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Disclosure of Confidential Insurance Defense Attorney Bills
to Non-Insurer Contractors for
Electronic Or Computerized "Screening"

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The Committee has been asked to give an opinion as to whether it is proper for a lawyer to send confidential defense bills, at the request of a client's insurer, to a computer contractor that is not the insurer for screening through a computerized software program. A secondary question is whether the practice would be allowed without the informed consent of the insured.


It is the committee's opinion that Ethics Opinion 99-1 controls this issue. The lawyer may not disclose, through electronic means, or otherwise confidences and secrets of the client to an outside contractor that is not the insurer without the informed consent of the insured client.

I. Facts

The facts presented with this question are helpful in setting the stage for the discussion which follows. In the scenario presented to the Committee, an insurance defense firm is retained by Insurer to represent its insureds in litigation in Alaska. The Insurer agrees to pay defense costs as part of its insurance agreement with the Insured client of the law firm. Insurer requests that the lawyer transmit billings through a third-party computer contractor for initial review and screening. The lawyer's billings contain detailed and confidential statements discussing the lawyer's work on the client's behalf.

In the usual case, the bills are "screened" by a computer software program for comparison to certain guidelines established by Insurer. If the lawyer's billings pass the software screen, then the billing is automatically forwarded to Insurer for review and payment by Insurer's claims personnel (a human being). The electronic screen may also raise an electronic red flag which is similarly forwarded automatically to Insurer. In the normal course, the Computer Contractor's employees do not review the lawyer's billings. However, in case of computer malfunction, or other glitch, the employees of Computer Contractor are able to review the confidential billings, for the purpose of correcting possible hardware or software malfunctions. The process is intended to be fully automated.

II. Analysis

In Alaska Bar Association Ethics Opinion 99-1, the Committee addressed a similar question. There, the issue was whether defense counsel appointed by an insurer was permitted to send detailed billings (presumably containing confidences and secrets of the insured client) to a third party auditor hired by the insurer solely to review attorney bills. The Committee concluded the practice was ethically problematic for defense counsel. An attorney is only permitted to send billings which contain client confidences and secrets to an outside auditor with the specific consent of the insured client. See Ethics Opinion 99-1.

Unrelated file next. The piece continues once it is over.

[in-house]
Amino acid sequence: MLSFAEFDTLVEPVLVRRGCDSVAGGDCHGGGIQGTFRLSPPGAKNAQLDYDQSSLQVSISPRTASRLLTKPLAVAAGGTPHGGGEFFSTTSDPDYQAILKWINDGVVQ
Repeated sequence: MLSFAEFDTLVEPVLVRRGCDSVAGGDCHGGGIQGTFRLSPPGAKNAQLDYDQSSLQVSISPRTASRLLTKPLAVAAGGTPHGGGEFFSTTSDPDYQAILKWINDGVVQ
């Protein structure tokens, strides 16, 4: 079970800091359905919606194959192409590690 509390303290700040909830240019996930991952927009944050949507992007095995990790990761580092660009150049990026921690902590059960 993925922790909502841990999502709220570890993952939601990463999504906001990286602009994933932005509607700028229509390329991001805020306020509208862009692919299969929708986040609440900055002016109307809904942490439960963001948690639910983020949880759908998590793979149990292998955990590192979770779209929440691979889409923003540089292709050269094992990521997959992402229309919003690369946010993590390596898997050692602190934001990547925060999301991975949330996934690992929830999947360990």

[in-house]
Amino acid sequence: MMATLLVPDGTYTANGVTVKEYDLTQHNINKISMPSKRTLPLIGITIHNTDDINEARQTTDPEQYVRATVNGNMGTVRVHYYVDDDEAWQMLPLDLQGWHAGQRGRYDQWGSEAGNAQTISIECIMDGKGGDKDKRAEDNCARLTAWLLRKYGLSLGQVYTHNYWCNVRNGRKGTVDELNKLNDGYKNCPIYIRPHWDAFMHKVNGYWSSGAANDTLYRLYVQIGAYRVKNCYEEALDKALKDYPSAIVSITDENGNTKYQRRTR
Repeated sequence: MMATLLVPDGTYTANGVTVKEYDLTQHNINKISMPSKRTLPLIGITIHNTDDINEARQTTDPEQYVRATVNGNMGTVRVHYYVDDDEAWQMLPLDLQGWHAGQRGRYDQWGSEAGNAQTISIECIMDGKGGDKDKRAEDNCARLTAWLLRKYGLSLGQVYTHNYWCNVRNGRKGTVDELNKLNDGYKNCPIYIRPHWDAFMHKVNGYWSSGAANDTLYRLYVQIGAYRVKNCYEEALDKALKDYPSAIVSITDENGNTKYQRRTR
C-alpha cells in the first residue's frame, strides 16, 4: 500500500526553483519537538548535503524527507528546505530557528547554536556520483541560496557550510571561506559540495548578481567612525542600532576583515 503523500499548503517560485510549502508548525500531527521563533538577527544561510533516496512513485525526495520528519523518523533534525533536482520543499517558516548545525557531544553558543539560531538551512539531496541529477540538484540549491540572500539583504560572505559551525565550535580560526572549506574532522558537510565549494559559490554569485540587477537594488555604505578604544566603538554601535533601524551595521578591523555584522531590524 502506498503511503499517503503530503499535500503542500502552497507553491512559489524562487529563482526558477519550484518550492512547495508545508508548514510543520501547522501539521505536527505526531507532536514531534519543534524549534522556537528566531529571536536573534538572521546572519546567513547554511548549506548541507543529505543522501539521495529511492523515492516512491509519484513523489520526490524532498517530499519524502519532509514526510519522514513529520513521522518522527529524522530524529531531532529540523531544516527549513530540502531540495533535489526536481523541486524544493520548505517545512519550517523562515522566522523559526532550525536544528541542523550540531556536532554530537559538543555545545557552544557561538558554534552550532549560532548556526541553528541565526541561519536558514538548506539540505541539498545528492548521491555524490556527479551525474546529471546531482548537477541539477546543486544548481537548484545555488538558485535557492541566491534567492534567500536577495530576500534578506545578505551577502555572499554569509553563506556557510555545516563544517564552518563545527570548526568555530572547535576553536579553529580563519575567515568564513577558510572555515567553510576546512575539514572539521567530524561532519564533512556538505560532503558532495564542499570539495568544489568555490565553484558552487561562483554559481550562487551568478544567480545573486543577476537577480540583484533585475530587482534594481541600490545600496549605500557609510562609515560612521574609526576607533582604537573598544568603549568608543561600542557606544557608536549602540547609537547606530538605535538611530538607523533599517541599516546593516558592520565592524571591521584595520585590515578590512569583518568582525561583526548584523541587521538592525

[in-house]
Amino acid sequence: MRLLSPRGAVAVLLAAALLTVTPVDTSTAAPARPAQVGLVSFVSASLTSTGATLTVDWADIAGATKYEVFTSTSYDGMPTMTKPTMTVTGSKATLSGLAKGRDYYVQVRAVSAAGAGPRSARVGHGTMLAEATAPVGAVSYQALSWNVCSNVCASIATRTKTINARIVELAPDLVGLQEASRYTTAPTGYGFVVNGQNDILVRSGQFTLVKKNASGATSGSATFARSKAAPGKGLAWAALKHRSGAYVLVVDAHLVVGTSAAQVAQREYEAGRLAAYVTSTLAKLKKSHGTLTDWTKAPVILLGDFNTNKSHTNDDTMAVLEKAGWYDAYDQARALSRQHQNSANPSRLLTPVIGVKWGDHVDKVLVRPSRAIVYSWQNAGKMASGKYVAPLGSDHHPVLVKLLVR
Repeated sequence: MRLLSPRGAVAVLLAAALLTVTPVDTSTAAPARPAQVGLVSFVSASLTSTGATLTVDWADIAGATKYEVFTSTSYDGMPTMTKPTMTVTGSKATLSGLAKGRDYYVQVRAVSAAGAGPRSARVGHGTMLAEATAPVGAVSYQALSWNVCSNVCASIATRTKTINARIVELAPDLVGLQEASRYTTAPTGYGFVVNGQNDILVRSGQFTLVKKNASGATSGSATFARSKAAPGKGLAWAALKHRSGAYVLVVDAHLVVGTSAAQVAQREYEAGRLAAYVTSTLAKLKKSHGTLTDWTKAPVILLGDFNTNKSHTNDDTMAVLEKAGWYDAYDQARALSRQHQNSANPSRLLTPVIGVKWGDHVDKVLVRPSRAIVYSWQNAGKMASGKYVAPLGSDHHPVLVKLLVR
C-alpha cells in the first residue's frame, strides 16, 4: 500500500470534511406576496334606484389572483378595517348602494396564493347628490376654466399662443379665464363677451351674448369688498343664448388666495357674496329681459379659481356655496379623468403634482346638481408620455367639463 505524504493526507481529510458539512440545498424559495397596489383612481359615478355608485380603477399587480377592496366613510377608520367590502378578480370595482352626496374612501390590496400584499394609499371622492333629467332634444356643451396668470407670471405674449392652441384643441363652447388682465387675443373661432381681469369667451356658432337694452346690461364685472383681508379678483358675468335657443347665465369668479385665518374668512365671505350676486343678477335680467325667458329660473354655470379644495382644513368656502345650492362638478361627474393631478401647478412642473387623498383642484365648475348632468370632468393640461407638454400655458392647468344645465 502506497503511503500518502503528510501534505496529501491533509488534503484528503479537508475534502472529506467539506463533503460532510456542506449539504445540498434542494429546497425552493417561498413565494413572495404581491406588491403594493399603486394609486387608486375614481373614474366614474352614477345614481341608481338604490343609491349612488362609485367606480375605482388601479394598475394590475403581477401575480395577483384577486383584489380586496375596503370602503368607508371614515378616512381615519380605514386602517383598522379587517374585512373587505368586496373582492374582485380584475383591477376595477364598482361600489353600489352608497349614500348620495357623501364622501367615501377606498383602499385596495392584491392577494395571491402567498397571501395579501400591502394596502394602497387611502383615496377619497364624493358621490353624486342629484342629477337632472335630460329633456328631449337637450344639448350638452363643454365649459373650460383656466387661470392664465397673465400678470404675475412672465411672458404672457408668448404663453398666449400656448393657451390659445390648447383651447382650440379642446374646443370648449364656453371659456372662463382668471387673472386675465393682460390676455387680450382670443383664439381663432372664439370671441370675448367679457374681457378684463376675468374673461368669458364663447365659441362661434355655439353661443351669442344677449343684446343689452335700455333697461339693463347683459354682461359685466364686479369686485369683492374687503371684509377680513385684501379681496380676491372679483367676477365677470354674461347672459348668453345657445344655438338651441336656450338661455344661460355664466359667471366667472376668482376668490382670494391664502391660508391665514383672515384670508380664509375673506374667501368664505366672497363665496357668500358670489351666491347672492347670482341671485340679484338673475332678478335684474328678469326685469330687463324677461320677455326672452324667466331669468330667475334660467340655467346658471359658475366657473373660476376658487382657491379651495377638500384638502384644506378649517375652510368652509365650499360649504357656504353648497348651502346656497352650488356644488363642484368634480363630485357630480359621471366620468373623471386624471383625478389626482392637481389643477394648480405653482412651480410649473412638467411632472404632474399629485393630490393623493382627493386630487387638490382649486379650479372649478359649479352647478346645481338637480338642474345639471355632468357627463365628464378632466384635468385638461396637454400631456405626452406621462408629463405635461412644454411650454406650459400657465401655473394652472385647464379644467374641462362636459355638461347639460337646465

The principal concern is that disclosure of billing statements may disclose information or materials protected by the attorney-client privilege or attorney work-product doctrine. Typically, because insurer imposed guidelines for defense counsel require detailed billing statements reflecting each and every activity involved in the defense of a case, the billing statements may contain confidences and secrets of the client-insured within the meaning of ARPC 1.6(a). Because of the possibility that disclosure of billing records to an outside auditor might result in a waiver of the privileges, the Committee reasoned that attorneys must act cautiously and choose the option least likely to result in an unintended waiver. Id.; See Also, ARPC 1.6(a). In Ethics Opinion 99-1, the Committee explained that caution requires the attorney to obtain the informed consent of the client insured before transmitting or disclosing the billing records.

Since the Committee issued Opinion 99-1, several courts, bar associations, and commentators have weighed in on the issue. More than thirty state Bar Associations, and the American Bar Association have now addressed the issue and concluded that insurance defense counsel may not submit billing statements containing confidential information to outside auditors without first obtaining the informed consent of the client-insured. See ABA Formal Opinion 01-421 (2001); See also In Re The Rules of Professional Conduct and Insurer Imposed Billing Rules and Procedures, 2 P3d 806 (Montana 2000). These additional authorities provide further support for Ethics Opinion 99-1.

Here, the practice of sending billing statements through a computer program is, for all practical purposes, the same as sending billing statements to an outside auditor. The billing statements are transmitted to an outside computer, where they are presumably processed, compared by means of a computer program to a series of pre-determined criteria, and then forwarded again to Insurer. In the Committee's view, the fact that the bills are reviewed by an "electronic screen" or software program rather than an outside human auditor makes no difference. The billing statements have been transmitted to an "outside party" with confidences and secrets of the client available to third parties to review.

In summary, the practice of sending billing statements containing confidences and secrets of a client-insured through a computer screen that is not the insurer's for comparison to an insurer's defense guidelines raises the same ethical concerns addressed by the Committee in Ethics Opinion 99-1. Lawyers may not send billing statements through such screens without first obtaining the informed consent of the client-insured.

Approved by the Alaska Bar Association Ethics Committee on April 6, 2006.

Adopted by the Board of Governors on April 25, 2006.

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